W3C home > Mailing lists > Public > public-webcrypto@w3.org > May 2014

[Bug 25842] Web developers given enough crypto rope to shoot selves in foot

From: <bugzilla@jessica.w3.org>
Date: Wed, 21 May 2014 01:05:05 +0000
To: public-webcrypto@w3.org
Message-ID: <bug-25842-7213-horSr3oQsc@http.www.w3.org/Bugs/Public/>
https://www.w3.org/Bugs/Public/show_bug.cgi?id=25842

Ryan Sleevi <sleevi@google.com> changed:

           What    |Removed                     |Added
----------------------------------------------------------------------------
             Status|NEW                         |RESOLVED
         Resolution|---                         |LATER

--- Comment #1 from Ryan Sleevi <sleevi@google.com> ---
DJB's NaCL library, while useful, is not suitable for generalized use cases.
That is, it makes a specific set of tradeoffs and choices that are specific to
the program it tries to solve.

It's not alone in this. Other "high level" libraries make equally acceptable
trade-offs - such as SJCL or KeyCzar. Finally, some libraries limit their
cryptography to those specific to the problems they're trying to solve - like
OTR or Pond, for which there is low-level cryptography involved, but it's
conceptually abstracted away.

Our charter makes it clear what our goals are, but perhaps more usefully, you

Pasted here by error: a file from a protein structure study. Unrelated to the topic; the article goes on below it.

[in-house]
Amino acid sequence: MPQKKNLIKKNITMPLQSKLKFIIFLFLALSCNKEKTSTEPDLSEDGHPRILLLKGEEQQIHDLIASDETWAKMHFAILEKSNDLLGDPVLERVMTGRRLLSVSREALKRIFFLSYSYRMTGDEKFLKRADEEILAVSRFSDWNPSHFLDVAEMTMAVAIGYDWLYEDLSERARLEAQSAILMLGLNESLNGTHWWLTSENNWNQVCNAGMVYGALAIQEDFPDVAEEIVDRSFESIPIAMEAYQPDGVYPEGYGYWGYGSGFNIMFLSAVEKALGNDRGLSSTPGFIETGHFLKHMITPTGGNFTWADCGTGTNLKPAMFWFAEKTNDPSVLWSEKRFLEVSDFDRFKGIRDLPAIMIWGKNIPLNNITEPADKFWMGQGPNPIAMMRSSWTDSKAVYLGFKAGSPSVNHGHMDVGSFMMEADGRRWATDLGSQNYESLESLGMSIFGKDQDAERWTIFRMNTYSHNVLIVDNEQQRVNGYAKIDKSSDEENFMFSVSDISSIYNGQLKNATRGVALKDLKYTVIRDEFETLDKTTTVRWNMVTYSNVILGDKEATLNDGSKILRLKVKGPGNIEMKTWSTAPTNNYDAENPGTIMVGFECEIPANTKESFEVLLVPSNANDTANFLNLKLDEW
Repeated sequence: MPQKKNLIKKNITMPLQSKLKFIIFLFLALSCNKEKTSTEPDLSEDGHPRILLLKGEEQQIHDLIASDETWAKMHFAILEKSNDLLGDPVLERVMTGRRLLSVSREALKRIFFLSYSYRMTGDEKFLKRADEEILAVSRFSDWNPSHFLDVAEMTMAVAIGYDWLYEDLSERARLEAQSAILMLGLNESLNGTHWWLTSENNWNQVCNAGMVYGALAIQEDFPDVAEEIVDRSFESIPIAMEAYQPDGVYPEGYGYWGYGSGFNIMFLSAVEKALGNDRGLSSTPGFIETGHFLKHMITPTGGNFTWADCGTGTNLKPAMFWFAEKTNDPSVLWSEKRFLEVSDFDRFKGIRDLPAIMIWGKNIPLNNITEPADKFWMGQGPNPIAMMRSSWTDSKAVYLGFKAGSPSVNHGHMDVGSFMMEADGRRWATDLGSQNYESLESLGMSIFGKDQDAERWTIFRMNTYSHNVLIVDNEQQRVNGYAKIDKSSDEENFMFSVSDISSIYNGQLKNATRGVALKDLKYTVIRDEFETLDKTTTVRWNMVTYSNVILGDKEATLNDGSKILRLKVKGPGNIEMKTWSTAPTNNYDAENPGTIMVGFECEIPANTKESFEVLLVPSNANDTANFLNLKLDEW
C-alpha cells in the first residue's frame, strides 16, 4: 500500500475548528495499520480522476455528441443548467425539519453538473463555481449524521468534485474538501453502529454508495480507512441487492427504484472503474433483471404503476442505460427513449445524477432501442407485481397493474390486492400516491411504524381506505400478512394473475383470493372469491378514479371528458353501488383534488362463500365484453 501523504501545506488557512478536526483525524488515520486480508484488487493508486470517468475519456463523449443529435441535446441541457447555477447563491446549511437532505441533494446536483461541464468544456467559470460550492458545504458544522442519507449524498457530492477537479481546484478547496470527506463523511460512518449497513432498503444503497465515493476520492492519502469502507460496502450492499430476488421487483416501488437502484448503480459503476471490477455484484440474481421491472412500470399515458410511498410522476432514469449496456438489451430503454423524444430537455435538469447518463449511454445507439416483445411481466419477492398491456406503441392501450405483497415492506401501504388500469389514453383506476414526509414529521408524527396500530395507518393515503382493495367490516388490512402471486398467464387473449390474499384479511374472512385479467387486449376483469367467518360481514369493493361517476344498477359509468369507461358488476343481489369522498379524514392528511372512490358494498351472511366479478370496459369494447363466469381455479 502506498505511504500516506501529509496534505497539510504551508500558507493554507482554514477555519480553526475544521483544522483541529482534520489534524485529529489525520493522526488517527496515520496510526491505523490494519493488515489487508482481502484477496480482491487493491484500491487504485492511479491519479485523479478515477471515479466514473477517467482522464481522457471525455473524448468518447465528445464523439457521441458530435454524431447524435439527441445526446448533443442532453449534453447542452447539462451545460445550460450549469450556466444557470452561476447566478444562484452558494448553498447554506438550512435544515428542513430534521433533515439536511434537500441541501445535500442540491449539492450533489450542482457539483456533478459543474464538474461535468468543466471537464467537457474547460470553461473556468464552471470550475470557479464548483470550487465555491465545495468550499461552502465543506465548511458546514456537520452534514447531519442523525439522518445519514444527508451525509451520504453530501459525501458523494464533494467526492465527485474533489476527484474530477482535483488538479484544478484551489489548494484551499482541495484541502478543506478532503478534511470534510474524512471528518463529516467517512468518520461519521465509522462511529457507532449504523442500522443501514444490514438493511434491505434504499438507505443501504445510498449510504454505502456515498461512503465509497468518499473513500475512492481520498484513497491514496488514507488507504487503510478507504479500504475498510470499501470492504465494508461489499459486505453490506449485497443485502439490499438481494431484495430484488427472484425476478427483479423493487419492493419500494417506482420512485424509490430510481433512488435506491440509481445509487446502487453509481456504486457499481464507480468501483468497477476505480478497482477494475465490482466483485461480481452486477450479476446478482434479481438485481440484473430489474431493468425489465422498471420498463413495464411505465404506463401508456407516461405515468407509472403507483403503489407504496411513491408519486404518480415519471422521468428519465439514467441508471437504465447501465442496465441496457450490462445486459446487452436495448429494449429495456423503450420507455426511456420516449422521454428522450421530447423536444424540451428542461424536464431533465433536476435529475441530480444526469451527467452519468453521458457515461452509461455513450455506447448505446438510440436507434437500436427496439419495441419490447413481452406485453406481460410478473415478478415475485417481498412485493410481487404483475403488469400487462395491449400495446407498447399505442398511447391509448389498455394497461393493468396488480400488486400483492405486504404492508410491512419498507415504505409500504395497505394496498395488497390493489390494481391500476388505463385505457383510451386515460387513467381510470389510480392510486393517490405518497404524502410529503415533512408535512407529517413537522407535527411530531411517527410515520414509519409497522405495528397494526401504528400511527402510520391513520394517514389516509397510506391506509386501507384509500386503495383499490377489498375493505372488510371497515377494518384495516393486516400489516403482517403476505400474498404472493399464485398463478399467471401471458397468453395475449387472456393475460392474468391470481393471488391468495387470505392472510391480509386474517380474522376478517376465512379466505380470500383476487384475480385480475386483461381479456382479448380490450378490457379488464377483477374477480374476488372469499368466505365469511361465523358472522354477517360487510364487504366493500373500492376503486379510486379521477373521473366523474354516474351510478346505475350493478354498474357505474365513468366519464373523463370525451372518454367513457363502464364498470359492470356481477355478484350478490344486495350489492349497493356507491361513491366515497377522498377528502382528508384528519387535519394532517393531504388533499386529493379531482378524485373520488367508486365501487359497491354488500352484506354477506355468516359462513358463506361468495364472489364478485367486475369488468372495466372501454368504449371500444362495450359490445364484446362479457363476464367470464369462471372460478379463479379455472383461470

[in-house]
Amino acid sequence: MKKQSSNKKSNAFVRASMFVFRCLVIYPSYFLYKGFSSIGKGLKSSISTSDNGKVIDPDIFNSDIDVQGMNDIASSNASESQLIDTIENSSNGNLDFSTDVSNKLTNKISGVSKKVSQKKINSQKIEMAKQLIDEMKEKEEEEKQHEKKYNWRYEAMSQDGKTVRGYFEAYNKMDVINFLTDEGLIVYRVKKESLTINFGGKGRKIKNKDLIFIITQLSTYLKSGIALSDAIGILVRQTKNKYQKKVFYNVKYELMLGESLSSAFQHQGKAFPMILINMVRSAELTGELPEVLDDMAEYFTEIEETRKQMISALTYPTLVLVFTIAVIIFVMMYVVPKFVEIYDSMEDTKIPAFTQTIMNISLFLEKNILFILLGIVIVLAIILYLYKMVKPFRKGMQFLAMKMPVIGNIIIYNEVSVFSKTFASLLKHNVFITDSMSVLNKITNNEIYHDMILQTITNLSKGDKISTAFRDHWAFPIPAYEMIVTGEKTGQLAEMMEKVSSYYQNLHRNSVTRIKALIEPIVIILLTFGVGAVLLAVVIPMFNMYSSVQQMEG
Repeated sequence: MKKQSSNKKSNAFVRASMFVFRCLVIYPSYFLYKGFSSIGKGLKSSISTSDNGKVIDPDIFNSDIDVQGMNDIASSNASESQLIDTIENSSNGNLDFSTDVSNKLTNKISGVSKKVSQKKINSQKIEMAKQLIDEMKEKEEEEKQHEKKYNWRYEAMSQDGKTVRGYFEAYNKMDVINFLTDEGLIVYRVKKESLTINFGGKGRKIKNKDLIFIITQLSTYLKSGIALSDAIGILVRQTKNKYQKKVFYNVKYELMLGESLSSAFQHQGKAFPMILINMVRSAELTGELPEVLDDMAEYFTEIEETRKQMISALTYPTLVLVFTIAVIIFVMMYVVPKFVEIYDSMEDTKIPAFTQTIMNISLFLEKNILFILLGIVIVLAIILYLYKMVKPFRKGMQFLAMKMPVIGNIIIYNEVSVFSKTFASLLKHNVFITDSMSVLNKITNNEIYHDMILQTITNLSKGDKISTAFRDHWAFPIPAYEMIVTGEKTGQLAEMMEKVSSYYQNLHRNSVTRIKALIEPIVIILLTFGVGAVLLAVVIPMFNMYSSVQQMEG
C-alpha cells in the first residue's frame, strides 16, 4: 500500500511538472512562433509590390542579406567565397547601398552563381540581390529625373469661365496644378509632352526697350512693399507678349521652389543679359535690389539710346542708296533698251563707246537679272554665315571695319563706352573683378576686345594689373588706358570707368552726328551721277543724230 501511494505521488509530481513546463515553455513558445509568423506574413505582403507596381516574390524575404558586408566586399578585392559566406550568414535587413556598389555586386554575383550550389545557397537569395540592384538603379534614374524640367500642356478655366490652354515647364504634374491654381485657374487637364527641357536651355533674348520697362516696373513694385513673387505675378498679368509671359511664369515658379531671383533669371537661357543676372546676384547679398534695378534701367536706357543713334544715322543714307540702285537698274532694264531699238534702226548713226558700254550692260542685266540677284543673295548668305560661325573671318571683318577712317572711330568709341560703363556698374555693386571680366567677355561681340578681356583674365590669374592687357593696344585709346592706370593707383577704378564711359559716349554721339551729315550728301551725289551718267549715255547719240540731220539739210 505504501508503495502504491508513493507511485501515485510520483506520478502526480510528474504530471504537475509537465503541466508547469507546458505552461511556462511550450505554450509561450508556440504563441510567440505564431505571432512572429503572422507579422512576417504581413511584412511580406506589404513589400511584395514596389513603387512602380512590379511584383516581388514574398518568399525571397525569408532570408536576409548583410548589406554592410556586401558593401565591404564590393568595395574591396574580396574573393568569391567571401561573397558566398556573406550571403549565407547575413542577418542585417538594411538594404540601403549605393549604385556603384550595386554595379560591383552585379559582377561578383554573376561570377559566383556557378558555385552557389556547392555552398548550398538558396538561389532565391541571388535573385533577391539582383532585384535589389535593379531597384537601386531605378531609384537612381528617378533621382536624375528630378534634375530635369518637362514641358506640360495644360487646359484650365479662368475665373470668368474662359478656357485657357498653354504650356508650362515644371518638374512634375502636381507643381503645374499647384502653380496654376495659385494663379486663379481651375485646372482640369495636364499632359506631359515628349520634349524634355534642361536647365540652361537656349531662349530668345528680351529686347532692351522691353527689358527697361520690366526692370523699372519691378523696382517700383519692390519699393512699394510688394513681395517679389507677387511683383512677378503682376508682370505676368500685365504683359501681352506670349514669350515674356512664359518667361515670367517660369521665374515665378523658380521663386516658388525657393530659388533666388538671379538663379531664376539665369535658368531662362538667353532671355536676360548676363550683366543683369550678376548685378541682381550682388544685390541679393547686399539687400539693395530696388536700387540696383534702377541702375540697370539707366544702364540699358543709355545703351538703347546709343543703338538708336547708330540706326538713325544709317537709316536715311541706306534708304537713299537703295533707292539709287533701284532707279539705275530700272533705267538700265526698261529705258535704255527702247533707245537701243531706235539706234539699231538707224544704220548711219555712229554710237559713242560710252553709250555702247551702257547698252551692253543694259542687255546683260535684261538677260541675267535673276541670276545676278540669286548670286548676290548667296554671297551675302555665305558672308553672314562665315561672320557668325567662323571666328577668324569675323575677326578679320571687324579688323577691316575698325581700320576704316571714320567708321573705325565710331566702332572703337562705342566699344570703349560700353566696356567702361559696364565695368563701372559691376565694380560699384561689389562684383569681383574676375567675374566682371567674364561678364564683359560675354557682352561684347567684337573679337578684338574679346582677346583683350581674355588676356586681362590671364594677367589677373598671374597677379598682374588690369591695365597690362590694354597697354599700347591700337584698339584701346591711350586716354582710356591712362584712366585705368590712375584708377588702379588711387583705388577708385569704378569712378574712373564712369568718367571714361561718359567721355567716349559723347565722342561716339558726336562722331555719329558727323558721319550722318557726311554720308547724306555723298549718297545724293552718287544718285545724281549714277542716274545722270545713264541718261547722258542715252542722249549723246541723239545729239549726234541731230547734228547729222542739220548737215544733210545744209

can review the discussion around ISSUE 7 (
http://www.w3.org/2012/webcrypto/track/issues/7 ), which recorded a decision
that goes back as far as summer of 2012 that a 'high level' API is not part of
the deliverables.

For what it's worth, of significantly more interest to the "Webby", "REST-y"
community is something like the products of the IETF JOSE group -
https://datatracker.ietf.org/wg/jose/charter/ - which provides for JSON-based
signing and encryption, and which WebCrypto can be used to implement a
high-level API abstraction for.

Finally, the choice of a low-level API is additionally motivated by the reasons
described at http://extensiblewebmanifesto.org/ , which includes a goal of
standardizing "new low-level capabilities and building new features in terms of
them", in part to "Allow browser vendors and library authors to iterate on
libraries that provide developer-friendly, high-level APIs."

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